Many professors at private religious universities cling to secular views of the past despite the clear anti-Christian consequences. Theological inferences from a recent study on dinosaur extinction illustrate this dilemma.
Publishing in the journal Biological Reviews, Baylor geologist Dr. Daniel Peppe contributed to an international effort that reviewed trends among dinosaurs leading up to their extinction. Certain rock layers supposedly recorded the extinction event.1 The team concluded that although an impact likely killed the dinosaurs off, it could not have done so if the beasts had not been facing an array of other difficulties.2
Peppe told Baylor’s news, “Our findings suggest that other factors such as sea level, changes in temperature and lack of species diversity made dinosaurs susceptible to extinction, but were not the cause. The asteroid strike ultimately decimated the dinosaur population and caused their extinction.”3
The group seems confident that they helped answer the long-debated question of what caused dinosaur extinction, but their answer leaves key scientific questions dangling. For example, why would these supposed environmental upheavals culminating in an asteroid strike fail to kill off more environmentally sensitive animals like frogs, salamanders, turtles, and certain plants that all look the same today as their fossils? Why would the supposed impact selectively eradicate the large, thick-skinned dinosaurs instead?
Additionally, those who advocate the impact theory of extinction did not include secular reports of dinosaur fossils found above the supposed extinction layer.4,5 Other secular geologists have marshalled evidence that extinction layers do not correspond to the layer holding the supposed impact debris, and some researchers assert that it’s not just one impact layer, but dozens that have been misinterpreted as just one.6 The Biological Reviews study raises theological questions, too.
For instance, the report affirmed that “dinosaurs went extinct 66 million years ago,” agreeing with a secular perspective that sees mankind evolving more than 60 million years after the supposed extinction.1 If dinosaurs really went extinct at that time, then their many fossils demonstrate that death was occurring—in spades—long before the advent of sin. In that scenario, how could death be considered the just consequence of sinful behavior?7 Did Paul fail to understand that death entered the world long before sin?8
According to Genesis—the foundational book of the Bible and thus of Christianity—God’s original creation experienced no death, and this separation of spirit from body only began after Adam and Eve committed the first sin. God even warned the first couple that they would die if they sinned. Did God fail to understand that death had already been occurring for millions of years—or was He lying?9
What could be more Christian than the gospel, which presents God’s offer of eternal life to dying sinners through the substitutionary death and resurrection of Jesus Christ? But if dinosaurs died 66 million years ago, then death has been part of the world all along instead of entering in as sin’s consequence. Did Jesus die and rise from the dead for nothing?10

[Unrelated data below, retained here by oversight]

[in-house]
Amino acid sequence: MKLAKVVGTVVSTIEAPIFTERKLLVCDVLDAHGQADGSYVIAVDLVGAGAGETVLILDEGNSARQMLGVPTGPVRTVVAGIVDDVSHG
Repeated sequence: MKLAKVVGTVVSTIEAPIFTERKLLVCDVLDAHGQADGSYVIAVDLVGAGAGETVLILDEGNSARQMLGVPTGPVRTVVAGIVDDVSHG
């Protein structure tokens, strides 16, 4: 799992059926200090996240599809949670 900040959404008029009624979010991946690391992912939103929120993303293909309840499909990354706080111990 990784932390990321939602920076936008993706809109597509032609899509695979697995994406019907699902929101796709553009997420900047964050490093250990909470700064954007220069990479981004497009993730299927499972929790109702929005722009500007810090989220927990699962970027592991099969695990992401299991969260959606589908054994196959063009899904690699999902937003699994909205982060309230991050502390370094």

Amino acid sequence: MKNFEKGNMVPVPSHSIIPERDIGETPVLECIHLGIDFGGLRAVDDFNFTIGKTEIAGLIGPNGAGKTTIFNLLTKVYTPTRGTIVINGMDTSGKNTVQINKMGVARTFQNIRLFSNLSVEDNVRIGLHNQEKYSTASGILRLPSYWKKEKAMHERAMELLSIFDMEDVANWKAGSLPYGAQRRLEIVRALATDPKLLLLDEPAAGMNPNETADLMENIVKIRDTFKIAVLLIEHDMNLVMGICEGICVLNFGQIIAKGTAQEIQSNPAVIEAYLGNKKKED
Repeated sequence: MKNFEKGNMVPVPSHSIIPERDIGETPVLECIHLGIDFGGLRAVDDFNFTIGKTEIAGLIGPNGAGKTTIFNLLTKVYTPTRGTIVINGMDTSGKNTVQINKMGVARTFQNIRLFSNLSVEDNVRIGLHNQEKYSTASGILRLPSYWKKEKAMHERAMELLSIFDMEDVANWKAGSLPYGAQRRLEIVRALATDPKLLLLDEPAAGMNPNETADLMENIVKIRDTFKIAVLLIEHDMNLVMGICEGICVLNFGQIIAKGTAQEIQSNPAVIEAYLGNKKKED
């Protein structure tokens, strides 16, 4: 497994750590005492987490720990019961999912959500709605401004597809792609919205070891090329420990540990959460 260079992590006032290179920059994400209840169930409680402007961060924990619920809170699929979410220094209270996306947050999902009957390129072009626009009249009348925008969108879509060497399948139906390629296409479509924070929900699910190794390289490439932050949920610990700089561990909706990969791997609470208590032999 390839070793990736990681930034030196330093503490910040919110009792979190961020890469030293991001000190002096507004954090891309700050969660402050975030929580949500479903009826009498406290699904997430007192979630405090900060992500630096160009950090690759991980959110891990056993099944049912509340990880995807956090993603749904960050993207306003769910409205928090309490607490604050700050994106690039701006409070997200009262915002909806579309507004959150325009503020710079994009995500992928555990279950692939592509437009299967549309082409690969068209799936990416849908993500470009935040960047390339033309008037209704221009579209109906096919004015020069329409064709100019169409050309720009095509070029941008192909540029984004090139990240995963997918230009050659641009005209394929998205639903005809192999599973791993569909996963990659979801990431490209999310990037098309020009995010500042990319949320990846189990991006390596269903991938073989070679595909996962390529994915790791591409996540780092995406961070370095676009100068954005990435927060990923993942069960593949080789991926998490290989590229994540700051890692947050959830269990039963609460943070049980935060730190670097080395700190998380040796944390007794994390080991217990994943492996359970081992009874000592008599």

A theologically and scientifically superior alternative considers dinosaur fossils and their rock layers as water deposits from Noah’s year-long, globe-covering Flood. No wonder these geologists reported evidence of changing temperatures and sea levels, even as others describe dinosaur graveyards where the bones are entombed in mud from watery mass die-offs. Similarly, how could dinosaurs have gone extinct millions of years ago if one of them was described in Job 40 by a witness who lived only thousands of years ago?
Knowingly or not, when Christians accept secular perspectives, they run two significant risks. First, they risk bad science, ignoring observations that break the secular mold the way Dr. Peppe and his colleagues failed to mention the lack of frog, salamander, and turtle extinction with their impact story. Also, they risk propagating ideas that undermine Christianity—like how millions of years of death undermine the gospel.
- Strictly speaking, fossils do not record extinctions, but merely the last known occurrences in rock layers. Notable examples including lobe-finned fish and lung fish fossils have their last known occurrences in rock layers assigned ages of 66 and 360 million years ago, yet they live today unchanged.
- Brusatte, S. L. et al. The extinction of the dinosaurs. Biological Reviews. Published online July 28, 2014, accessed August 2, 2014.
- Lewis, T. Dinosaurs Fell Victim to Perfect Storm of Events, Study Shows. Baylor news. Posted on baylor.edu July 28, 2014, accessed August 3, 2014.
- DeYoung, D. B. 2001. Chicxulub and the Demise of the Dinosaurs. Acts & Facts. 30 (4).
- Thomas, B. Case Closed on Dinosaur Extinction. Or Is It? Creation Science Update. Posted on icr.org March 15, 2010, accessed August 5, 2014.
- Thomas, B. Rewriting the Last Dinosaur’s Tombstone. Creation Science Update. Posted on icr.org May 11, 2009, accessed August 5, 2014.
- “For the wages of sin is death, but the gift of God is eternal life in Christ Jesus our Lord” (Romans 6:23).
- “Therefore, just as through one man sin entered the world, and death through sin, and thus death spread to all men, because all sinned” (Romans 5:12).
- “And the Lord God commanded the man, saying, “Of every tree of the garden you may freely eat; but of the tree of the knowledge of good and evil you shall not eat, for in the day that you eat of it you shall surely die” (Genesis 2:16-17).
- “For the death that He died, He died to sin once for all; but the life that He lives, He lives to God” (Romans 6:10).
* Mr. Thomas is Science Writer at the Institute for Creation Research.
Article posted on August 11, 2014.